The record in this case also establishes that "the earlier claim involved the same parties." Both the present lawsuit and the O'Hara lawsuit were undisputedly brought against the same defendants: Marvin Lumber and Cedar Company and Marvin Windows of Tennessee. Compare Compl. at 1 with First Am. Class Action Compl., Exs. attached to Defs.' 56(a)(1) Stmt., at App. 96. One Cowdray Park was also a party to the O'Hara action because the claims it has asserted in this case qualify it as an O'Hara classmember who did not opt-out. See Compl. at 2-5; First Am. Class Action Compl., Exs. attached to Defs.' 56(a)(1) Stmt, at App. 110-11 (defining class members); Daniels Aff. [doc. #37] at ¶ 4 (One Cowdray Park did not opt-out). See also Bedgood v. Cleland, 554 F. Supp. 513, 517 (D.C. Minn. 1982) ("A judgment in a class action is res judicata as to all classmembers except for those who opt out of the class.").

Nor can there be any dispute that the O'Hara court's judgment incorporating the settlement agreement was a final judgment on the merits. See Goldberger v. Kaplan, Strangis Kaplan, P.A., 534 N.W.2d 734, 736 n. 1 (Minn.App. 1995) ("A judgment based on a settlement agreement is a final judgment on the merits . . . with respect to those issues and claims actually settled."). See also Settlement Agreement, Exs. attached to Defs.' 56(a)(1) Stmt. at App. 123-27.

Finally, the Court is satisfied that Defendants have sustained their burden of showing that the fourth res judicata requirement has been met as well. "The question of whether a party had a full and fair opportunity to litigate a matter generally focuses on whether there were significant procedural limitations in the prior proceeding, whether the party had the incentive to litigate fully the issue, or whether effective litigation was limited by the nature or relationship of the parties." Joseph, 636 N.W.2d at 328. On the whole, the record before the Court does not indicate that there were any significant procedural limitations in the prior proceeding and suggests that One Cowdray Park, like the other class members, had every incentive to litigate the matter.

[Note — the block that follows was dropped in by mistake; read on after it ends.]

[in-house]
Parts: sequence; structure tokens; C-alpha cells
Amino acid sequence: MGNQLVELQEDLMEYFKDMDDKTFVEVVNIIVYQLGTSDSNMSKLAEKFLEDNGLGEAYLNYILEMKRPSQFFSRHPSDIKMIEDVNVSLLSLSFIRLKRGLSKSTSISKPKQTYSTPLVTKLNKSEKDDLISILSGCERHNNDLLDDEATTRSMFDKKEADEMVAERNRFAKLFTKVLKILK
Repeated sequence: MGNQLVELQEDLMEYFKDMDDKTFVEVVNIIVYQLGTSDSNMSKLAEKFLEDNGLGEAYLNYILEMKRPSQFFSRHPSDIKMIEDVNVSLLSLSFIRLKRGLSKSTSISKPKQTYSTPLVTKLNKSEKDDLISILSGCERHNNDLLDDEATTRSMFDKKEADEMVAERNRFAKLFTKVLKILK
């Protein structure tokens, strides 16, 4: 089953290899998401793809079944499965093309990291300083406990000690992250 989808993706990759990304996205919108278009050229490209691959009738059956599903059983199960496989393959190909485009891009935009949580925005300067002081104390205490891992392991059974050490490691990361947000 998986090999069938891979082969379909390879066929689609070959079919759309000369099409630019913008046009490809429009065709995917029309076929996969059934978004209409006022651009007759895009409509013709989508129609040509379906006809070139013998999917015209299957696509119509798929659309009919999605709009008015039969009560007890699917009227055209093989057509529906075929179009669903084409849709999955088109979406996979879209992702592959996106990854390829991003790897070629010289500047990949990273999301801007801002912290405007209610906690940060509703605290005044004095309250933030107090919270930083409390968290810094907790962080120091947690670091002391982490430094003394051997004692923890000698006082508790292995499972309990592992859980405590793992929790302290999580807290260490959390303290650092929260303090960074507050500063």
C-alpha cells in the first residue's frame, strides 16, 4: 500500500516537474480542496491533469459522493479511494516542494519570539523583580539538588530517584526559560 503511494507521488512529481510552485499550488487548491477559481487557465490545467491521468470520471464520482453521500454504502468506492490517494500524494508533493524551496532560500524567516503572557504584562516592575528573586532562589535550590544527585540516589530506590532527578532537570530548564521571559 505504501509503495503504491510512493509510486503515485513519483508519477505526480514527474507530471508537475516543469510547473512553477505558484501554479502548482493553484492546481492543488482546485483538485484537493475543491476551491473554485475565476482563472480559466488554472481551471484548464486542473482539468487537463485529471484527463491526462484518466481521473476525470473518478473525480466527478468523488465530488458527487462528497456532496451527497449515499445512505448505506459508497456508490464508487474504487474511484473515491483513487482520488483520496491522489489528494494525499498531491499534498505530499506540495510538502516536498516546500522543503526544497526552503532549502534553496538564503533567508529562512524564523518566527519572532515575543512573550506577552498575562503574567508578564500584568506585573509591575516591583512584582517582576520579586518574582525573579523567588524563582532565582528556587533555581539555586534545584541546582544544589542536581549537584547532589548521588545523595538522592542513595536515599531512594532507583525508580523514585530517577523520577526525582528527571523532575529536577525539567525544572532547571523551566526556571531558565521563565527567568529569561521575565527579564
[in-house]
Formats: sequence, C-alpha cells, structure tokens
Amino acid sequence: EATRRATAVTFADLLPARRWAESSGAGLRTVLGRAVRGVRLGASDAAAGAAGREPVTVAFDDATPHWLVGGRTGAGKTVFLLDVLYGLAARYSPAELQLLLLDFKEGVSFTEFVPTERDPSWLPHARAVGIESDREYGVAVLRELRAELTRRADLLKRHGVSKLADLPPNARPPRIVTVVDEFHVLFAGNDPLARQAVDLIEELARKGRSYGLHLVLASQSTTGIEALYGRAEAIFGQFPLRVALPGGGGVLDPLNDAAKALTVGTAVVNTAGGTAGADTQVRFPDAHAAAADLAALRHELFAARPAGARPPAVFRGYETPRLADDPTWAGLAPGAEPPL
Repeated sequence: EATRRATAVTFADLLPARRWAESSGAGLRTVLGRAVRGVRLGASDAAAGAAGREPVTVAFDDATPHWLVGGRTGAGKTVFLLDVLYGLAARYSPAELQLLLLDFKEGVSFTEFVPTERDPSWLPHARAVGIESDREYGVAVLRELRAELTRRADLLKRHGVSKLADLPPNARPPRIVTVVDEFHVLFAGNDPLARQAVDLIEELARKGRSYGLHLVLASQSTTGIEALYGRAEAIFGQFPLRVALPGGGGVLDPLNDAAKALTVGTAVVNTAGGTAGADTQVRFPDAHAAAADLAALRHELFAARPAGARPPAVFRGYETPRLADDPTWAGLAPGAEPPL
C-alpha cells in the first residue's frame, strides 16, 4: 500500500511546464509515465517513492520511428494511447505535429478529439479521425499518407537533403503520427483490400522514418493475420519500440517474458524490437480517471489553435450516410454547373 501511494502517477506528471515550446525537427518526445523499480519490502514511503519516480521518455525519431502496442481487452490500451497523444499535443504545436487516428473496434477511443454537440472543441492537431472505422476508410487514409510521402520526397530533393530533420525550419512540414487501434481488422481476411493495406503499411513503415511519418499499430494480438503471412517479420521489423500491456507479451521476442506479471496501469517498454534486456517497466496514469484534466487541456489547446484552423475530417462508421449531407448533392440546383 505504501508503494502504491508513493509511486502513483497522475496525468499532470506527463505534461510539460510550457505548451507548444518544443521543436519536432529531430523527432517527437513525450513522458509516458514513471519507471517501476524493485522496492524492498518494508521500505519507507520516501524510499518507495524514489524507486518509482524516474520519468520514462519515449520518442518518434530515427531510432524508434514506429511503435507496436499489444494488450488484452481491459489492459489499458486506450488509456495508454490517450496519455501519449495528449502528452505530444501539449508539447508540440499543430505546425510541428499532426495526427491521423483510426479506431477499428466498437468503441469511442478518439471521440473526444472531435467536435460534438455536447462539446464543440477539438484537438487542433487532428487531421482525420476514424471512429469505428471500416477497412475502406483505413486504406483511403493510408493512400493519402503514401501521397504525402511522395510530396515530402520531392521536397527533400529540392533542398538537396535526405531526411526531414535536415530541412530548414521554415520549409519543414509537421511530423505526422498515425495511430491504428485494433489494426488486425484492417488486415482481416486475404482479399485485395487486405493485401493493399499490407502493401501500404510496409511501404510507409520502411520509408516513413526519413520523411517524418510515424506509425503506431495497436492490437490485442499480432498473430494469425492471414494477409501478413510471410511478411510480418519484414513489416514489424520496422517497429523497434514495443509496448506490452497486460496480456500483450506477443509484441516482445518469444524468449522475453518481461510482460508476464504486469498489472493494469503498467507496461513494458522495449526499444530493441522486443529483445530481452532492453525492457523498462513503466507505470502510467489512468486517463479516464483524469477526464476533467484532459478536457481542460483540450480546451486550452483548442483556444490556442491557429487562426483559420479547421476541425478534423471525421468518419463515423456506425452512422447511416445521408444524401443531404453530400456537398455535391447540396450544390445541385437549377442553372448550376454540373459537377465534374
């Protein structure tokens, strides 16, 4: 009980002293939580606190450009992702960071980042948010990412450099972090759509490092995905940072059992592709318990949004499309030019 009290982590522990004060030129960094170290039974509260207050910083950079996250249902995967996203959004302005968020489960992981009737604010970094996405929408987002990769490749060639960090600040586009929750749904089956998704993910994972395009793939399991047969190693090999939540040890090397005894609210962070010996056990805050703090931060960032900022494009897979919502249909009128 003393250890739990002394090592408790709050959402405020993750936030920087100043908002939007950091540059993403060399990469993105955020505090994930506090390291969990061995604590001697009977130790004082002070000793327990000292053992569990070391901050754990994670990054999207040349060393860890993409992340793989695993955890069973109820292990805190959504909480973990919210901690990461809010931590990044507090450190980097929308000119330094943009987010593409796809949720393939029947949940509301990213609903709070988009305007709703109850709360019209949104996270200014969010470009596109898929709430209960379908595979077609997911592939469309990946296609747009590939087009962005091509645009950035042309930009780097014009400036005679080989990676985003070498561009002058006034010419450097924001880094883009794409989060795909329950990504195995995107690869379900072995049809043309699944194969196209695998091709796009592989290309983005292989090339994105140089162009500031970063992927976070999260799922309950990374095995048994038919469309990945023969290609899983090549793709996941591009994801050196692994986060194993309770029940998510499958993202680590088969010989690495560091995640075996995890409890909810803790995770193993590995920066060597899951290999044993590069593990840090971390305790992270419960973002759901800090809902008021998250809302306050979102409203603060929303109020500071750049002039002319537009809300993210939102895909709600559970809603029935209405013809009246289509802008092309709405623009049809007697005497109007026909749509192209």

The Court notes that as it discussed in detail in Patrowicz, even where the requirements of res judicata have been met, a plaintiff may have grounds on which to rebut a res judicata defense (such as lack or inadequacy of notice) that would free it from the otherwise preclusive effect of a prior judgment. See Patrowicz, 359 F. Supp. 2d at 148-54. However, One Cowdray Park has offered no rebuttal and has instead "chosen the risky and imprudent path of relying solely on [Defendants'] failure [their] meet its burden of production." Vt. Teddy Bear, 373 F.3d at 247. And in any event, on the limited record before the Court it appears that the newspaper notice provided to absent class members in the O'Hara litigation satisfied the requirements of due process as outlined by the Supreme Court in Phillips Petroleum Co. v. Shutts, 472 U.S. 797 (1985) and the Second Circuit in Walmart Stores, Inc. v. Visa U.S.A., Inc., 396 F.3d 96 (2d Cir. 2005). This is the same conclusion reached by the First Circuit in Reppert v. Marvin Lumber Cedar Co., 359 F.3d 53, 57 (1st Cir. 2004), another case in which an O'Hara classmember sought, unsuccessfully, to avoid the preclusive effect of the O'Hara settlement.

For the aforementioned reasons, the Court concludes that Defendants have met their initial burden of showing there are no genuine issues of material fact and that they are entitled to judgment as a matter of law.


Accordingly, the Court GRANTS Defendants' Motion for Summary Judgment [ doc. #28]. The Clerk is directed to close the file.